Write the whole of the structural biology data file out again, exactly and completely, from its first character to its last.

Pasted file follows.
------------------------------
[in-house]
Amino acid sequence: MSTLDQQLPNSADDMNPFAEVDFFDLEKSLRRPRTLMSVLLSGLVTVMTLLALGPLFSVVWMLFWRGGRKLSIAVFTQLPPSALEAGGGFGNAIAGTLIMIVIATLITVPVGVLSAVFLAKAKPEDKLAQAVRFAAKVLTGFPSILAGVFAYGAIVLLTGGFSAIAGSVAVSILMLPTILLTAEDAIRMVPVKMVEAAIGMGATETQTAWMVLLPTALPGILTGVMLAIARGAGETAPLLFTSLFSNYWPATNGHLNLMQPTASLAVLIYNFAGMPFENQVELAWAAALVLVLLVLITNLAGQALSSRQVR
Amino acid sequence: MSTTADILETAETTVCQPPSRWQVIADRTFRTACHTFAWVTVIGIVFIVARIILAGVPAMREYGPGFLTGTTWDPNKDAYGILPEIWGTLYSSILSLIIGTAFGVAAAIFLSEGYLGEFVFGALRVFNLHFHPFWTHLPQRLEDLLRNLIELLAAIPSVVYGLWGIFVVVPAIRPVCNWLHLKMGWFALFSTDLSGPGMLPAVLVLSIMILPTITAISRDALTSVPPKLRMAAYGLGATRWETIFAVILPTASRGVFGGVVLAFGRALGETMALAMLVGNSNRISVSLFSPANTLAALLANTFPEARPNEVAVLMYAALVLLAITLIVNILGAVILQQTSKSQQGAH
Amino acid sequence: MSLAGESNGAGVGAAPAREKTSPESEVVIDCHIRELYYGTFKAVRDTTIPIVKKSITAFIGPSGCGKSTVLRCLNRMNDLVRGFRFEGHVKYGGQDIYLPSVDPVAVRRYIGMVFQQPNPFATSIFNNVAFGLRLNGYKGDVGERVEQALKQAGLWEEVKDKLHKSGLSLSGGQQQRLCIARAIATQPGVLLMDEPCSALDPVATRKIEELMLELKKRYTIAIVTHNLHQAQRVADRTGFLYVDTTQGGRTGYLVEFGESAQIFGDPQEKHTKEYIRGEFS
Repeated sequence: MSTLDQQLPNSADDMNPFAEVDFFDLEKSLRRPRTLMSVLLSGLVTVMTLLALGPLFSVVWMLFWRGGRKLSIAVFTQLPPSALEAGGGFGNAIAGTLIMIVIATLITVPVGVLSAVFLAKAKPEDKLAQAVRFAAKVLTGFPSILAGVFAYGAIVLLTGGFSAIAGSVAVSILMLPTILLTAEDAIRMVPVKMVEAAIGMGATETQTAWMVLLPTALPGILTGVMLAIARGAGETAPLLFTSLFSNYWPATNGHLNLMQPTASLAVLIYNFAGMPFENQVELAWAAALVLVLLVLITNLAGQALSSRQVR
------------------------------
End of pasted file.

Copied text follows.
[in-house]
Amino acid sequence: MSTLDQQLPNSADDMNPFAEVDFFDLEKSLRRPRTLMSVLLSGLVTVMTLLALGPLFSVVWMLFWRGGRKLSIAVFTQLPPSALEAGGGFGNAIAGTLIMIVIATLITVPVGVLSAVFLAKAKPEDKLAQAVRFAAKVLTGFPSILAGVFAYGAIVLLTGGFSAIAGSVAVSILMLPTILLTAEDAIRMVPVKMVEAAIGMGATETQTAWMVLLPTALPGILTGVMLAIARGAGETAPLLFTSLFSNYWPATNGHLNLMQPTASLAVLIYNFAGMPFENQVELAWAAALVLVLLVLITNLAGQALSSRQVR
Amino acid sequence: MSTTADILETAETTVCQPPSRWQVIADRTFRTACHTFAWVTVIGIVFIVARIILAGVPAMREYGPGFLTGTTWDPNKDAYGILPEIWGTLYSSILSLIIGTAFGVAAAIFLSEGYLGEFVFGALRVFNLHFHPFWTHLPQRLEDLLRNLIELLAAIPSVVYGLWGIFVVVPAIRPVCNWLHLKMGWFALFSTDLSGPGMLPAVLVLSIMILPTITAISRDALTSVPPKLRMAAYGLGATRWETIFAVILPTASRGVFGGVVLAFGRALGETMALAMLVGNSNRISVSLFSPANTLAALLANTFPEARPNEVAVLMYAALVLLAITLIVNILGAVILQQTSKSQQGAH
Amino acid sequence: MSLAGESNGAGVGAAPAREKTSPESEVVIDCHIRELYYGTFKAVRDTTIPIVKKSITAFIGPSGCGKSTVLRCLNRMNDLVRGFRFEGHVKYGGQDIYLPSVDPVAVRRYIGMVFQQPNPFATSIFNNVAFGLRLNGYKGDVGERVEQALKQAGLWEEVKDKLHKSGLSLSGGQQQRLCIARAIATQPGVLLMDEPCSALDPVATRKIEELMLELKKRYTIAIVTHNLHQAQRVADRTGFLYVDTTQGGRTGYLVEFGESAQIFGDPQEKHTKEYIRGEFS
Repeated sequence: MSTLDQQLPNSADDMNPFAEVDFFDLEKSLRRPRTLMSVLLSGLVTVMTLLALGPLFSVVWMLFWRGGRKLSIAVFTQLPPSALEAGGGFGNAIAGTLIMIVIATLITVPVGVLSAVFLAKAKPEDKLAQAVRFAAKVLTGFPSILAGVFAYGAIVLLTGGFSAIAGSVAVSILMLPTILLTAEDAIRMVPVKMVEAAIGMGATETQTAWMVLLPTALPGILTGVMLAIARGAGETAPLLFTSLFSNYWPATNGHLNLMQPTASLAVLIYNFAGMPFENQVELAWAAALVLVLLVLITNLAGQALSSRQVR